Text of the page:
His face, his voice and his clothing have all become synonymous with Rogers Hometown Hockey in Cree on APTN.
It’s not Earl Wood’s first rodeo – he’s been an emcee at pow wows and for various sporting events for decades.
The historic first game in March 2019 was, however, the first time Wood had been on television and all that comes with it.
The people in the control room speaking into his ear, the cables running down his back, and the pressure to perform on live TV.
“I was very, very nervous. Before we came on, I went out and smudged, said a little prayer to the Creator and asked my grandmothers and grandfathers, let me represent the people good here, let me show something to the young people that can be accomplished,” says Wood.
The reaction Wood received from friends, family and strangers after that first game was overwhelming.
“Holy smokes! The phone was just going to blow up, people were calling, they were texting, when I went home, people were shaking my hand. It gave me a big sense of pride,” says Wood.
The appreciation he received from Elders also brought tears to his eyes.
“They’re the ones that we got to thank because they’re the reason why the language is still here. Because they’re the ones that kept it alive and they’re the ones that were even more persecuted than us,” says Wood.
Wood believes Rogers Hometown Hockey in Cree on APTN has sparked an interest and enthusiasm in the language “like a hot July fire on the Prairies with the wind whipping it up.”
Wood feels the three-year deal to continue Rogers Hometown Hockey in Cree on APTN, will be exciting for the youth.
“They’re going to look and say, ‘Look where our language can take us. That bannock and baloney guy, look where it took him, he’s on TV.’ And that’s what I tell them. I tell them it will take you even further than me,” says Wood.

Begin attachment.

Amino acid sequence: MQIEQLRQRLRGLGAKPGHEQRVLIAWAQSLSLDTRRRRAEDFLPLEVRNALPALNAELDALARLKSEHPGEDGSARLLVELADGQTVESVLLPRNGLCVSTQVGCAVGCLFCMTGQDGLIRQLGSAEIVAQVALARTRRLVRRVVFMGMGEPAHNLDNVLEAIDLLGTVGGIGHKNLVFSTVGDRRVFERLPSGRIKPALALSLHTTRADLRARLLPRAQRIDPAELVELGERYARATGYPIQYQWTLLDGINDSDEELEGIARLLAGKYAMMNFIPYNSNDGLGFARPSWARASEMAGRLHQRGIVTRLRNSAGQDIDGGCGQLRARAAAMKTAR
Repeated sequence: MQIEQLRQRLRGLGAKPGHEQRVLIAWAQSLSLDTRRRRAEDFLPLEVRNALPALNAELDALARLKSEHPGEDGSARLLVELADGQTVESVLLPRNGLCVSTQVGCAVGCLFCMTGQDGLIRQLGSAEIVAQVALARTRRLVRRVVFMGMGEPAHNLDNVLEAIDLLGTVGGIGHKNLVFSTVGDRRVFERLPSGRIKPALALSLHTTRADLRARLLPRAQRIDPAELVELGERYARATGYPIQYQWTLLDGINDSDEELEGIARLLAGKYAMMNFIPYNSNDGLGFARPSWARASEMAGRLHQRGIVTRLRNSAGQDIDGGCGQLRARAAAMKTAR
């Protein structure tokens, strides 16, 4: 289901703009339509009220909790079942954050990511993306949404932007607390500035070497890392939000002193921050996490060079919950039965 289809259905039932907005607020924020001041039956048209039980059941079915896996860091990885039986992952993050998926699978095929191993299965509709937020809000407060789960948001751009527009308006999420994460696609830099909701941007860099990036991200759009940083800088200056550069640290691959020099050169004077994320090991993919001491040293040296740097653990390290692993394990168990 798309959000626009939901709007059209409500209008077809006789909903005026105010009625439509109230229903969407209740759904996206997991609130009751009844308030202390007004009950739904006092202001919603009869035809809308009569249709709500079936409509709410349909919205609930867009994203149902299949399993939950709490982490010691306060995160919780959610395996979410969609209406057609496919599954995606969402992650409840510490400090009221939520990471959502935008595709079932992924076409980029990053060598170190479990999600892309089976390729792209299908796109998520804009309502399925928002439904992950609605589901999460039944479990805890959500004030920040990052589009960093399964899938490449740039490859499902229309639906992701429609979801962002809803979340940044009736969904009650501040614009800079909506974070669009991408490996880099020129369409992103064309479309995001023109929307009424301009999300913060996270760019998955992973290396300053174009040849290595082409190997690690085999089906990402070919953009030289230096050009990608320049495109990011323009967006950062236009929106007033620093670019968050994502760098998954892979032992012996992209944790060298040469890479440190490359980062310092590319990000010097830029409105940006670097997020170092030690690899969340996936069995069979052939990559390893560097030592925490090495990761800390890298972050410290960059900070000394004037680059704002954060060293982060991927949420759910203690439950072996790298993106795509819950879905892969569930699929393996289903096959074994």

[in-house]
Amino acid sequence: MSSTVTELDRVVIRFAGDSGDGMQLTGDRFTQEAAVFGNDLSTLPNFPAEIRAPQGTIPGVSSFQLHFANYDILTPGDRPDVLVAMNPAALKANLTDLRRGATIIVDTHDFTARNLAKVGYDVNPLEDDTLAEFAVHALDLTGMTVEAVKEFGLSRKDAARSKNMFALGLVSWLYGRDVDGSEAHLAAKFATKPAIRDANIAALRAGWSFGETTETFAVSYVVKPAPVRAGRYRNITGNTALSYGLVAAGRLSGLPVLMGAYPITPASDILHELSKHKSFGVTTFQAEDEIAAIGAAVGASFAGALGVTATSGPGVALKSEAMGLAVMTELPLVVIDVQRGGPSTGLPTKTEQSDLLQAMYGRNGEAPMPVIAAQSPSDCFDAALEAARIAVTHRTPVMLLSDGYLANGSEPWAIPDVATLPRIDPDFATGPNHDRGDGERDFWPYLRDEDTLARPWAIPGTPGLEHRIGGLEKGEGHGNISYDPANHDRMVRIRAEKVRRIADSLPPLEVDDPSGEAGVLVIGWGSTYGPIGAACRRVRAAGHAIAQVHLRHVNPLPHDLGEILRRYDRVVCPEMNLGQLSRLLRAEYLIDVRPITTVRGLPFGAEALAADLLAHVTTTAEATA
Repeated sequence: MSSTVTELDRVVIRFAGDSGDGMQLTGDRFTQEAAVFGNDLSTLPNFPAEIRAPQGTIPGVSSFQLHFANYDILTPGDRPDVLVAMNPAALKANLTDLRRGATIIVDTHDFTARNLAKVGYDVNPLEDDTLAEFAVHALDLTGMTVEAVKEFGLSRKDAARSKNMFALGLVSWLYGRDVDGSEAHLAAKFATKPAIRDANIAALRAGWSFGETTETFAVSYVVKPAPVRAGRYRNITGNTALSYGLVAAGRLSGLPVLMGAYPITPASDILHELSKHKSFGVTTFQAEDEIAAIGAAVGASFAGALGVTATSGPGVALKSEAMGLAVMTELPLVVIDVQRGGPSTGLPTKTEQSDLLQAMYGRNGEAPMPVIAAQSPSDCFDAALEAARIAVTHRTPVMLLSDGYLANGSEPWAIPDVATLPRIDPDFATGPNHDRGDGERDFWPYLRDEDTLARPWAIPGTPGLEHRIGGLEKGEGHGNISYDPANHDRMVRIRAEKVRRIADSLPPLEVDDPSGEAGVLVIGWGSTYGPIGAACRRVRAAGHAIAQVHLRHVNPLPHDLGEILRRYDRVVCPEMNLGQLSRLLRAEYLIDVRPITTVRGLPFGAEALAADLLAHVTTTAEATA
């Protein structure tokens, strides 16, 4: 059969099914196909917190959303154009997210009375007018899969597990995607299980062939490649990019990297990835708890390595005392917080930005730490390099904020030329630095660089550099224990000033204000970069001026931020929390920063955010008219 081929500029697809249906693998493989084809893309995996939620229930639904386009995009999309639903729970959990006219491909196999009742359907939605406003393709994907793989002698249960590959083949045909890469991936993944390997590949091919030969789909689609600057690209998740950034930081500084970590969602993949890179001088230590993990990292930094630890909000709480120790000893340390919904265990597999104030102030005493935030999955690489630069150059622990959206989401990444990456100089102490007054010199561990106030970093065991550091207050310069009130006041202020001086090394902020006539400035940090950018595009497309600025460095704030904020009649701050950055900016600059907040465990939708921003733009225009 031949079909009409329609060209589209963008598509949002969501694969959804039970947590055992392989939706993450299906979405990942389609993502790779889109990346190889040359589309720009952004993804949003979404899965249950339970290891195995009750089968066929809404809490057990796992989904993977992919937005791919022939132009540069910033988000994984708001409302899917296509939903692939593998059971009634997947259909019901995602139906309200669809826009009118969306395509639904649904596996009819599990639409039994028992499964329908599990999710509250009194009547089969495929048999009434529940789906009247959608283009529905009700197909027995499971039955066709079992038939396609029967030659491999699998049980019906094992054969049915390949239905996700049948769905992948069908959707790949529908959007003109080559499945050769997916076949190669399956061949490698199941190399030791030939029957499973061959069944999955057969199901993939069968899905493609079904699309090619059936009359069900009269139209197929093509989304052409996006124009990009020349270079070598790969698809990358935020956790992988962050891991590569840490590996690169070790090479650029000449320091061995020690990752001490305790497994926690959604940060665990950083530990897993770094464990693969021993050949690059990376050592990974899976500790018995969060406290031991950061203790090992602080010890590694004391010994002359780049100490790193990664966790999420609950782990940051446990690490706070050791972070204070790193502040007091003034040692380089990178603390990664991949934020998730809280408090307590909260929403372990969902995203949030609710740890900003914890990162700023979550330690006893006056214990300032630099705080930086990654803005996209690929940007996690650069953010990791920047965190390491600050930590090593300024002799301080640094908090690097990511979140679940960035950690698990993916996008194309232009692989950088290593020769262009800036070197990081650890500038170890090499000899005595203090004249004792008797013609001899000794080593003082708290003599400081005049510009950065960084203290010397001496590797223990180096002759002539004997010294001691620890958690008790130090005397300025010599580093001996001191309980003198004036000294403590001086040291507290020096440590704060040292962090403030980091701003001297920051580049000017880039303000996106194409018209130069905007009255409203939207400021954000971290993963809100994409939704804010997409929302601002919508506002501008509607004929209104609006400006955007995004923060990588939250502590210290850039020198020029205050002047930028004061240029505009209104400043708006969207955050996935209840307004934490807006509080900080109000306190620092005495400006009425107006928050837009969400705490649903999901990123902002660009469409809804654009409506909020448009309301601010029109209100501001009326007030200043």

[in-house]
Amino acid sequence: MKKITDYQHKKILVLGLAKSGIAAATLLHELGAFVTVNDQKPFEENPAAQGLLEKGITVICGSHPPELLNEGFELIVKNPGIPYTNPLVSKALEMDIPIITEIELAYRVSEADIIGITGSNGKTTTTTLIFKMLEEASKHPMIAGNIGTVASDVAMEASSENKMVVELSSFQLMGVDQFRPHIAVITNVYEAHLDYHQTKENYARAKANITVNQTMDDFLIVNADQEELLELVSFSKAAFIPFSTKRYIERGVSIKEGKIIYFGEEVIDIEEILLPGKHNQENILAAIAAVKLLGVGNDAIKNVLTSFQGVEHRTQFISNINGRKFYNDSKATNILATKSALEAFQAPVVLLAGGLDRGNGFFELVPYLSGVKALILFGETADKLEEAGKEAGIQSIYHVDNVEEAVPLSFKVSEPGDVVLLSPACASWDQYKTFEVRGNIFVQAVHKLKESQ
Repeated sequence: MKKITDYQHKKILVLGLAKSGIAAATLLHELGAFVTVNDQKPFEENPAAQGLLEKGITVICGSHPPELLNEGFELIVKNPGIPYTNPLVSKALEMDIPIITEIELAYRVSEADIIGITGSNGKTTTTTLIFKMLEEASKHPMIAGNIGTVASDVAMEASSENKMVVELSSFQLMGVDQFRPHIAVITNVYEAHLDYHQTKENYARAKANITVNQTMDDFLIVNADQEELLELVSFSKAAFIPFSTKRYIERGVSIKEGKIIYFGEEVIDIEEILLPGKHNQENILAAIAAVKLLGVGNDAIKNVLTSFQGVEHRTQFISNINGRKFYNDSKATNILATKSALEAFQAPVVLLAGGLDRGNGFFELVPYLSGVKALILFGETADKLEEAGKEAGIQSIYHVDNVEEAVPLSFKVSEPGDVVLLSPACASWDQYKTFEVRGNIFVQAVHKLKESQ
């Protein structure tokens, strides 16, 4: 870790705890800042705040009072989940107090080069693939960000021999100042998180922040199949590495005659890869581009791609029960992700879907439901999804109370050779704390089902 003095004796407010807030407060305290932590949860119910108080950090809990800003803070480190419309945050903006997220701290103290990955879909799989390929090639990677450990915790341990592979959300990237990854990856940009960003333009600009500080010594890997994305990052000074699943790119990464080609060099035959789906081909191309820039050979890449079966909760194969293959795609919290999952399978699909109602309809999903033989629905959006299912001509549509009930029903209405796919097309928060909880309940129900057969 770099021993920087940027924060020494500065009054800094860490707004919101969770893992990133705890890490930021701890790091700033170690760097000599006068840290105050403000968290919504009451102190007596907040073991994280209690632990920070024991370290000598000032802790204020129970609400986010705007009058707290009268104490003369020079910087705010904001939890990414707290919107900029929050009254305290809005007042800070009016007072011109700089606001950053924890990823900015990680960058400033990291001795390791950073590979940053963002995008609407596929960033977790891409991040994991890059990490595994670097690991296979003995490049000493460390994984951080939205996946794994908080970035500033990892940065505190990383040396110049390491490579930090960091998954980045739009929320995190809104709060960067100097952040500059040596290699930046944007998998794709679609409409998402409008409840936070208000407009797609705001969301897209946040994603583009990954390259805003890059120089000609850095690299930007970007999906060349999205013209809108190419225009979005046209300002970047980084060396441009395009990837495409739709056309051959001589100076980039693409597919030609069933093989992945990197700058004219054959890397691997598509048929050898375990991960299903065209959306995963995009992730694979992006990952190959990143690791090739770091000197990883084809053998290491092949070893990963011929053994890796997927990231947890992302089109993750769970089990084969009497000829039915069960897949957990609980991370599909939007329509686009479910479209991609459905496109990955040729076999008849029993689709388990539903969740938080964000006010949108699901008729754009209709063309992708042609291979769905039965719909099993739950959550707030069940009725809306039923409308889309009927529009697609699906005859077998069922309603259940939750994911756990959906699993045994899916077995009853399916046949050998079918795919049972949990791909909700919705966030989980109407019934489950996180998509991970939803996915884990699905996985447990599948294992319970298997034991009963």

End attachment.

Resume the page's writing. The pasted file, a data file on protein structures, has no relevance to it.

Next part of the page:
Emceeing pow wows, round dances and chuck wagon races have all prepared Wood for the role he has today.
More recently, Wood has been calling Indian Relay Races.
Wood feels it is the fastest growing sport in North America and “the extreme Indigenous sport.”
The Canadian Indian Relay Racing Association is in preliminary talks to get the races broadcast.
When Wood is hosting a hockey game, he wants to wear his “finery” and express his Indigenous worldview through his clothing.
Wood’s kids are his fashion advisors and he says he likes to wear something special for each game.
During this episode of Face to Face, which was shot before the NHL paused the season, Wood was wearing a vest with a man riding a buffalo pony.
“That’s to all our men out there who are in the process of healing, in that process of holistic wellness and moving forward and being a warrior, looking after your kids, looking after your wife, honouring yourself like that,” says Wood.
“So I try to wear something like that every time. The flowers are for growth, the flowers are for the young people, the people struggling, the people that are sick, the people that are incarcerated, the children in care, to bloom like that,” says Wood.
Wood, who is from Saddle Lake, Alta., is also a member of the Northern Cree Singers who have been nominated for nine Grammy awards and two Juno awards.
Wood and two of his brothers started Northern Cree more than 30 years ago.
Wood says his family grew up on the “toxic fringes of the intentions of colonization and assimilation” with the residential schools, the ‘60s Scoop and the day schools.
“I can say that we came through all three of those. Singing was a way of transcending ourselves to our authentic selves,” says Wood.
Singing was one of the ways Wood and his family retained their language.
Wood believes Northern Cree and the accolades the group has received has meant a lot to the younger generation, even more than the gentlemen that sing around the drum.
“It reverberates and has reverberated and it’s touched so many people and gained so much interest in singing and culture amongst the younger people. I know that within the immediate group, it’s brought the group to places that Indigenous people have not gone before to go and demonstrate and share the power and the energy and the enthusiasm and the coherency of the Indigenous singing, Indigenous sound. They’ve been wonderful ambassadors,” says Wood.